She is usually cast in one of two roles—the harried suburban wife (in Close Encounters of the Third Kind and Oh, God!) or the ditsy but nice blonde who may deserve the guy but seldom gets him (in Young Frankenstein). It is in the latter category that Teri Garr is now delighting critics and audiences alike, as Dustin Hoffman's lovably flaky girlfriend Sandy in Tootsie. Film critic Pauline Kael of the New Yorker calls Garr "the funniest neurotic dizzy dame on the screen."

Off-camera, Garr is trying hard to keep both feet on the ground. "This star stuff can be very heady," she allows. "When there gets to be too much 'me-I-mine,' I just say, 'Stop it, Teri Garr' and then go empty the trash or do the dishes."

Given her meteoric rise, it's a wonder Garr's ego hasn't spun off into hyperspace. Moviegoers can see her in Sting II with Jackie Gleason and soon in Francis Ford Coppola's Black Stallion Returns. "In a way I'm lucky this celebrity is hitting me now," says Garr, 33. "If it had happened years ago, I would have put real value on the falseness. I see how crazy actors and actresses can become over things like awards and the star treatment."

But with Academy Award nominations drawing near, she observes, "The simple truth is that people who win awards make a lot more money." While Columbia Pictures is promoting Garr as best supporting actress for her Tootsie portrayal, the film's leading lady, Jessica Lange, may be Garr's biggest rival. "It makes me nervous to think about competition," Garr says. "I'm not upset about Jessica, though. She's so good. Whenever I think I have trouble getting from one point to another in my career, I think of what she had to go through. I mean," says Garr of Lange's role in the 1978 remake of King Kong, "once she had to sit in a gorilla's hand."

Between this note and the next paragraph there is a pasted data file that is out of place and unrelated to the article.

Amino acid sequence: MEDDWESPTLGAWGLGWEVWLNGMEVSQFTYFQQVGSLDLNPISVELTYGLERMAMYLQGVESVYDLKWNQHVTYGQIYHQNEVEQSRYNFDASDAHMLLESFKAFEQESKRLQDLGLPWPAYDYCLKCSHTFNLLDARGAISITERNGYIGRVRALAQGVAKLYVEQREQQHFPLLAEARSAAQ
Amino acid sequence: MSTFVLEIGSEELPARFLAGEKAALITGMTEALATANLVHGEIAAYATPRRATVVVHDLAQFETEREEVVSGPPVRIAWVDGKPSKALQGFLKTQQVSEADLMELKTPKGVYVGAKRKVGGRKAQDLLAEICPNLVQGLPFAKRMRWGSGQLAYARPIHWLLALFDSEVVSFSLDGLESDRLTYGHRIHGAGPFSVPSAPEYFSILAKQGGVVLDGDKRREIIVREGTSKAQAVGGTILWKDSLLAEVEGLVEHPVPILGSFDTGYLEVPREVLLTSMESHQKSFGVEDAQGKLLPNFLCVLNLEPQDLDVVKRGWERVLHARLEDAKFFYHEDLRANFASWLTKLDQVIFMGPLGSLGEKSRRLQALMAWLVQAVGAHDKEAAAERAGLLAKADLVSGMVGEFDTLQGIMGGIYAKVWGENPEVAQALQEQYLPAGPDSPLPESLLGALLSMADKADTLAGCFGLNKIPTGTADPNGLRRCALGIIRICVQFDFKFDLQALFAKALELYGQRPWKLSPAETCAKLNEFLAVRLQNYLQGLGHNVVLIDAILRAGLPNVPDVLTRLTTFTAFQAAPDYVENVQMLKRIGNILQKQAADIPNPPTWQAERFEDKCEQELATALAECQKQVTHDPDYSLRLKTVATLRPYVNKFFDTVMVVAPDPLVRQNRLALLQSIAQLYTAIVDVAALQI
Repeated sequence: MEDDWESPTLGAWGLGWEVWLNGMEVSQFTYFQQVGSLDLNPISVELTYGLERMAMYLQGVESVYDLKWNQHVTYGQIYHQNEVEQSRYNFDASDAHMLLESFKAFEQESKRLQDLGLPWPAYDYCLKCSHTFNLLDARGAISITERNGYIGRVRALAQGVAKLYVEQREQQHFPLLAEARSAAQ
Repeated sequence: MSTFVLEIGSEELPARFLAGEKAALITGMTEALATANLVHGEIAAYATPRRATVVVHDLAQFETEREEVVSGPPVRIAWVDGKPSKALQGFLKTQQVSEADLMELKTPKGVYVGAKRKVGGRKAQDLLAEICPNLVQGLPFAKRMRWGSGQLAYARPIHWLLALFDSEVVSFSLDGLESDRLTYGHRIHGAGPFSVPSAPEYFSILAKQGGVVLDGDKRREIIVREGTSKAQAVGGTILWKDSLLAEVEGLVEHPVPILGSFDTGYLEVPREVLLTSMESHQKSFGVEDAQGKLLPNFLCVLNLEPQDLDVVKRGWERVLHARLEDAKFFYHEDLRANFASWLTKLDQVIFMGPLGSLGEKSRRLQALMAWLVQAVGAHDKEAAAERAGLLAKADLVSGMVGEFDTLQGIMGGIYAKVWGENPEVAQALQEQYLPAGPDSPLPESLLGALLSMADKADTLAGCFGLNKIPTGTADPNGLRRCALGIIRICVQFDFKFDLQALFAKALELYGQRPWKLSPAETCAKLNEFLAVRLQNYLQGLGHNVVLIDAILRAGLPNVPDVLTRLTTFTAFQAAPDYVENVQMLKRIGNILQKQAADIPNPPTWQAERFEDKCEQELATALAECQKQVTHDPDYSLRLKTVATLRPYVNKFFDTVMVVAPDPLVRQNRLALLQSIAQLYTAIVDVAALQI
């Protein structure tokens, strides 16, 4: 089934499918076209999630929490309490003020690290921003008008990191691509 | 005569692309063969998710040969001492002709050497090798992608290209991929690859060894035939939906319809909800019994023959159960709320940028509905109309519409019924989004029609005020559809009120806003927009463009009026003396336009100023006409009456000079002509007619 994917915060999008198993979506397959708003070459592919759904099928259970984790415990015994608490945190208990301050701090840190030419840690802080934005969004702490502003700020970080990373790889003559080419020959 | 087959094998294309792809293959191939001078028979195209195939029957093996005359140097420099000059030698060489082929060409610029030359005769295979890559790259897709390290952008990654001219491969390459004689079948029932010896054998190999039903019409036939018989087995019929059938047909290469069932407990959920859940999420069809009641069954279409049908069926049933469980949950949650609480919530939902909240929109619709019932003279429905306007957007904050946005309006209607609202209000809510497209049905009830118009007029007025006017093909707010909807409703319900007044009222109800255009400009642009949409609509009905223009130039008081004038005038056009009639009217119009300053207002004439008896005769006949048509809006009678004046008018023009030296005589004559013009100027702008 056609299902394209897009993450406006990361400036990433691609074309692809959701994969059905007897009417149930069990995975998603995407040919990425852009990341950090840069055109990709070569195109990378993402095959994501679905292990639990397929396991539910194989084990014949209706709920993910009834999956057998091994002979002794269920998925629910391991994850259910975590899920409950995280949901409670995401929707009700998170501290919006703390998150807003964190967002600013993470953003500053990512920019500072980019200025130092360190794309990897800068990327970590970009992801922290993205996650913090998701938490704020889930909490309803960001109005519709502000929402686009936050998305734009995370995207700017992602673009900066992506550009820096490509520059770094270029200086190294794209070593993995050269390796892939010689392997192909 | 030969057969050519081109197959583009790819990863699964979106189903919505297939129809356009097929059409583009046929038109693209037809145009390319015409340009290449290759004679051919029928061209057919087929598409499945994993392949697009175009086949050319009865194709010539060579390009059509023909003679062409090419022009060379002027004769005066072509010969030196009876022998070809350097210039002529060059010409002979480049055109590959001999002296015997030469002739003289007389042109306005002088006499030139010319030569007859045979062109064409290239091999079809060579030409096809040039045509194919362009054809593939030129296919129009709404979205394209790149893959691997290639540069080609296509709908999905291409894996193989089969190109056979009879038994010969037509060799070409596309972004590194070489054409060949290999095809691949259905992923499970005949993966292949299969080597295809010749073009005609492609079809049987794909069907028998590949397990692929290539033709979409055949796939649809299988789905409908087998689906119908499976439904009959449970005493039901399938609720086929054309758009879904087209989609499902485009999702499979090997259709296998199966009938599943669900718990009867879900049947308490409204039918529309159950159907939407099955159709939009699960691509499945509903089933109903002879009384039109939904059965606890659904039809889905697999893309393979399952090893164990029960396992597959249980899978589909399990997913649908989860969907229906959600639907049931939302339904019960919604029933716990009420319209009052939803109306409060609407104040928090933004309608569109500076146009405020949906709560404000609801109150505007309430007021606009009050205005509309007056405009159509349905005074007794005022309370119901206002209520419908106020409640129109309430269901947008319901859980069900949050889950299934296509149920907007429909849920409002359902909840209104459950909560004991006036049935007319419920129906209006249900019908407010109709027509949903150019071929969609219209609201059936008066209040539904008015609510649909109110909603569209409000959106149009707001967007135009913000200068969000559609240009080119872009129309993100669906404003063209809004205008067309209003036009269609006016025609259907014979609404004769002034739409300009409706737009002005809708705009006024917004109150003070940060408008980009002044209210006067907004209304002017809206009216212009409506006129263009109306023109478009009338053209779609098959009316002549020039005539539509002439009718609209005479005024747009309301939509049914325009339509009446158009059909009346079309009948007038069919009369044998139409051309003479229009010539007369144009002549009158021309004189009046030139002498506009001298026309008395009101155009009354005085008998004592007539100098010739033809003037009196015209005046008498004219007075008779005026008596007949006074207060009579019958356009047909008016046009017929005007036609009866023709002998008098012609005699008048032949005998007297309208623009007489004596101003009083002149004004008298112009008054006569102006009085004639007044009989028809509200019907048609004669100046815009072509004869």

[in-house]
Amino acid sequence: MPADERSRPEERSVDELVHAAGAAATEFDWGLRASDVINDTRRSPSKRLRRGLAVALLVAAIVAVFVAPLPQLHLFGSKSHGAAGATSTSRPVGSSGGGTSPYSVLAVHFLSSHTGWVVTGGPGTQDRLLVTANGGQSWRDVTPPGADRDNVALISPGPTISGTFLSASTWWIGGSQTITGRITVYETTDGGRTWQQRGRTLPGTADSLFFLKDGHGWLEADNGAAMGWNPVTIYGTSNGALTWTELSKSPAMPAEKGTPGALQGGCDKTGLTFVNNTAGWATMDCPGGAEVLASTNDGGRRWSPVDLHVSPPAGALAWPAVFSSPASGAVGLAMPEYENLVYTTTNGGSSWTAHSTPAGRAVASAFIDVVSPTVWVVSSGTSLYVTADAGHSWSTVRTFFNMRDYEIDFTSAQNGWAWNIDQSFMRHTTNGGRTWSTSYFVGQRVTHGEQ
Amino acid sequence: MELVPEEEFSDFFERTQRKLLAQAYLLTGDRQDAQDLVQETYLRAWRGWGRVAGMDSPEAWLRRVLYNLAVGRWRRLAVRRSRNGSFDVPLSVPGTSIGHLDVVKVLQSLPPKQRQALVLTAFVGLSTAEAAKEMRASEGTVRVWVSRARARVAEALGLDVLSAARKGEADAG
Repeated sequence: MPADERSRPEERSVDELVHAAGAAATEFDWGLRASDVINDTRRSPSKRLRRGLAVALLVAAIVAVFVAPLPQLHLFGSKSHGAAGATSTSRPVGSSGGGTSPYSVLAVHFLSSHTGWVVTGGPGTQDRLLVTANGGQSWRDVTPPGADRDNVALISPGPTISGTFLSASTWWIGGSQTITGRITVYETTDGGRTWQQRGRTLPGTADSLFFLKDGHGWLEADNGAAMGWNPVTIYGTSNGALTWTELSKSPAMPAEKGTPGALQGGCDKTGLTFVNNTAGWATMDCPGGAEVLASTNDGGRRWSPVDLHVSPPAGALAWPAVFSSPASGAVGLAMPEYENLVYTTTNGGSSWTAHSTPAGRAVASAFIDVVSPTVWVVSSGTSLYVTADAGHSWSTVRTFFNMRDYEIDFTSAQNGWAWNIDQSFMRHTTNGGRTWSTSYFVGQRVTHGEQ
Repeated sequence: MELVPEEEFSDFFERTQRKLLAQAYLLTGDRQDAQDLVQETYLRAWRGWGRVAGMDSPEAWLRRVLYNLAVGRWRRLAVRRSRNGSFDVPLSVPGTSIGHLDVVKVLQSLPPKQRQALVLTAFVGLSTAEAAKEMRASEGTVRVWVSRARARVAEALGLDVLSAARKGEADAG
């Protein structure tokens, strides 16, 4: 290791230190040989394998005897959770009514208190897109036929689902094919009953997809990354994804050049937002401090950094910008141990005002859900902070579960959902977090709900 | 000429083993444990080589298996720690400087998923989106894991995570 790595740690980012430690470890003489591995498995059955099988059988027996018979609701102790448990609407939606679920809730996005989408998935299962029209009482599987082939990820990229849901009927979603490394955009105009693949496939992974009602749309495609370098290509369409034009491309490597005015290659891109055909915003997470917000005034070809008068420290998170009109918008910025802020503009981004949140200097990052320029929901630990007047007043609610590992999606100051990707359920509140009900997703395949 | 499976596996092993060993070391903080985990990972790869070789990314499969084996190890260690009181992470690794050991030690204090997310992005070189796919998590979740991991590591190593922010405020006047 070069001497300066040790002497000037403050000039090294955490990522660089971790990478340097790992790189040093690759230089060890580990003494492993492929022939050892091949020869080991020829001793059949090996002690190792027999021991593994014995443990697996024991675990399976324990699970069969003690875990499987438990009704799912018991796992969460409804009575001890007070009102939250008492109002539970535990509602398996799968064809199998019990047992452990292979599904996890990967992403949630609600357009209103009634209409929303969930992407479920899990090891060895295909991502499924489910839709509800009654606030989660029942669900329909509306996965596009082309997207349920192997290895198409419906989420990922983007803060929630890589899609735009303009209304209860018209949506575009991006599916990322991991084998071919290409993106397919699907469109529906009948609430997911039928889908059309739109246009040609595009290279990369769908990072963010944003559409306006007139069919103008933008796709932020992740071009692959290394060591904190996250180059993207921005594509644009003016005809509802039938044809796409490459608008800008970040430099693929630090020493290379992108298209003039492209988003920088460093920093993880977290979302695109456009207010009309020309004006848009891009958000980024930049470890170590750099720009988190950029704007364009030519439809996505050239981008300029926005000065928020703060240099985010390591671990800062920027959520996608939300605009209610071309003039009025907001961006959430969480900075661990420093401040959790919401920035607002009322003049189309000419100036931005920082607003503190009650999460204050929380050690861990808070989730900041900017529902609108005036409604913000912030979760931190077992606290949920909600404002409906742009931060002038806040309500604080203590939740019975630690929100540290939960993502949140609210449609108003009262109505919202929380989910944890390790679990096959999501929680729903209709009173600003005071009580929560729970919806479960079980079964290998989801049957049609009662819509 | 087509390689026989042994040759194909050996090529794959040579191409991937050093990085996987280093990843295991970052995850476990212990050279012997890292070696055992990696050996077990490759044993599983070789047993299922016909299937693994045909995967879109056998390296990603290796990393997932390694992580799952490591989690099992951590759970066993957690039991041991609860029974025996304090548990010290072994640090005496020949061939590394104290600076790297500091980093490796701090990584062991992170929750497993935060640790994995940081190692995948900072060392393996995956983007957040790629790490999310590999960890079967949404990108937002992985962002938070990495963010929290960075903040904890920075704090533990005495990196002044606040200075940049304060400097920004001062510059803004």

Garr fared better in Tootsie, for which she even wrote some of her own scenes. "In a lot of ways, I am Sandy." As for Dustin Hoffman and director Sydney Pollack: "They're two very macho guys and they thought it was going to be easy. But it wasn't. Even doing the makeup gave them some sense of what life is like for women." Garr is currently working on Stan (Love at First Bite) Dragoti's film Mr. Mom. Teri is modeling her working-wife role in the film after her own sister-in-law, Bunny, who's an Orange County decorator with two kids. "There are a lot of things I want to bring to the part," Garr says. "I want to have a career and a family. I'm challenged by that."

Away from the set, Garr lives with Roger Birnbaum, 32-year-old president of Monument Pictures, an independent production company associated with Henry Winkler and Paramount Studios. Birnbaum and Teri met four years ago at the lobby mailboxes of the West Hollywood apartment building where both lived. As their romance heated up, they hired a carpenter to cut a passageway between their adjacent apartments. Says Garr, "It was fine on Roger's side, but on my side the passage came out as a hole right over my bed. I told the carpenter, 'Patch it up.' "

A self-described Valley Girl, Garr and her two brothers grew up in North Hollywood. Her father was a vaudeville hoofer who died when she was 11; her mother then went to work as a studio costumer. After two years at Cal State Northridge, Teri opted for show business, dancing in chorus lines and landing a regular part on the Sonny and Cher television show. She then went to New York, where she won stage roles in several off-Broadway productions. "You take many knocks doing theater in New York," says Garr, who nonetheless plans to move to Manhattan, where she hopes to do a Broadway show after she wraps Mr. Mom next month. "I can't stay away from the theater. A big fantasy life sustained me through all the years in New York," she says. "There's a wonderful line from a play I was in by Sam Shepard called Angel City. It goes, 'They're living in dreams that I am dreaming.' That describes how I felt then. I wanted to be living the dreams I was dreaming." And now she is.

  • Contributors:
  • Paul Corkery.